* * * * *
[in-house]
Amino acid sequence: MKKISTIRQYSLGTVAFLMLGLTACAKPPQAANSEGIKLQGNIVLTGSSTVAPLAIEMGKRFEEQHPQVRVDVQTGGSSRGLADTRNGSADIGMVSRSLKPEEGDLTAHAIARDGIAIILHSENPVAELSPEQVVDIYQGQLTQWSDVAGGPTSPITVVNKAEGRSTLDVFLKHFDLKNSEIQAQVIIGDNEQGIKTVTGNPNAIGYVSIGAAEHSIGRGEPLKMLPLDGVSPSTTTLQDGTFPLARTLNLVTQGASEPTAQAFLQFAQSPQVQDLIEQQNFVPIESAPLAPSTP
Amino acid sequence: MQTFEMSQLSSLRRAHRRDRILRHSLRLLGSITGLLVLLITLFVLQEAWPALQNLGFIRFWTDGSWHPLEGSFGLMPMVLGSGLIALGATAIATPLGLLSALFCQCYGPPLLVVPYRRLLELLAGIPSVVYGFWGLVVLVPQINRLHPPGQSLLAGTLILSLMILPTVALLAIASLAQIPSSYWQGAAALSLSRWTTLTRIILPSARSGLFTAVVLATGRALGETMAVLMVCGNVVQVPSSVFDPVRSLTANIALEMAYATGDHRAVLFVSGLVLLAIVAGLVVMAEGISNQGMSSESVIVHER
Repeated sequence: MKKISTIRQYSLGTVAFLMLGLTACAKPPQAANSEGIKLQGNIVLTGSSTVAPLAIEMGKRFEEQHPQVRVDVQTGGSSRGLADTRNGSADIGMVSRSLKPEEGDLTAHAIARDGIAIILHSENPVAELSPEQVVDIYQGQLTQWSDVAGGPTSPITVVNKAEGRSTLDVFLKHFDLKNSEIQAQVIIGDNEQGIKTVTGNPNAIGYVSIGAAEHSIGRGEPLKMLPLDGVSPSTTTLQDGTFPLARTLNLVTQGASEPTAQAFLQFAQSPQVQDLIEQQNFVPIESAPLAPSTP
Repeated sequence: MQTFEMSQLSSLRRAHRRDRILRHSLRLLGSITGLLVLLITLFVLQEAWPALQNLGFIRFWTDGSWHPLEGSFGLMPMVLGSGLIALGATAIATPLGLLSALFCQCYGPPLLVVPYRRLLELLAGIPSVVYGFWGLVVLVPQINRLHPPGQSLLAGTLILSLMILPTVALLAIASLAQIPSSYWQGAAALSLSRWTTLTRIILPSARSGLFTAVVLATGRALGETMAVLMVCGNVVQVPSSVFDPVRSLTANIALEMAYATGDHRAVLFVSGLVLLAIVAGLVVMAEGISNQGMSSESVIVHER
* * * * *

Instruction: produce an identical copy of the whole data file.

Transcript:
[in-house]
Amino acid sequence: MKKISTIRQYSLGTVAFLMLGLTACAKPPQAANSEGIKLQGNIVLTGSSTVAPLAIEMGKRFEEQHPQVRVDVQTGGSSRGLADTRNGSADIGMVSRSLKPEEGDLTAHAIARDGIAIILHSENPVAELSPEQVVDIYQGQLTQWSDVAGGPTSPITVVNKAEGRSTLDVFLKHFDLKNSEIQAQVIIGDNEQGIKTVTGNPNAIGYVSIGAAEHSIGRGEPLKMLPLDGVSPSTTTLQDGTFPLARTLNLVTQGASEPTAQAFLQFAQSPQVQDLIEQQNFVPIESAPLAPSTP
Amino acid sequence: MQTFEMSQLSSLRRAHRRDRILRHSLRLLGSITGLLVLLITLFVLQEAWPALQNLGFIRFWTDGSWHPLEGSFGLMPMVLGSGLIALGATAIATPLGLLSALFCQCYGPPLLVVPYRRLLELLAGIPSVVYGFWGLVVLVPQINRLHPPGQSLLAGTLILSLMILPTVALLAIASLAQIPSSYWQGAAALSLSRWTTLTRIILPSARSGLFTAVVLATGRALGETMAVLMVCGNVVQVPSSVFDPVRSLTANIALEMAYATGDHRAVLFVSGLVLLAIVAGLVVMAEGISNQGMSSESVIVHER
Repeated sequence: MKKISTIRQYSLGTVAFLMLGLTACAKPPQAANSEGIKLQGNIVLTGSSTVAPLAIEMGKRFEEQHPQVRVDVQTGGSSRGLADTRNGSADIGMVSRSLKPEEGDLTAHAIARDGIAIILHSENPVAELSPEQVVDIYQGQLTQWSDVAGGPTSPITVVNKAEGRSTLDVFLKHFDLKNSEIQAQVIIGDNEQGIKTVTGNPNAIGYVSIGAAEHSIGRGEPLKMLPLDGVSPSTTTLQDGTFPLARTLNLVTQGASEPTAQAFLQFAQSPQVQDLIEQQNFVPIESAPLAPSTP
Repeated sequence: MQTFEMSQLSSLRRAHRRDRILRHSLRLLGSITGLLVLLITLFVLQEAWPALQNLGFIRFWTDGSWHPLEGSFGLMPMVLGSGLIALGATAIATPLGLLSALFCQCYGPPLLVVPYRRLLELLAGIPSVVYGFWGLVVLVPQINRLHPPGQSLLAGTLILSLMILPTVALLAIASLAQIPSSYWQGAAALSLSRWTTLTRIILPSARSGLFTAVVLATGRALGETMAVLMVCGNVVQVPSSVFDPVRSLTANIALEMAYATGDHRAVLFVSGLVLLAIVAGLVVMAEGISNQGMSSESVIVHER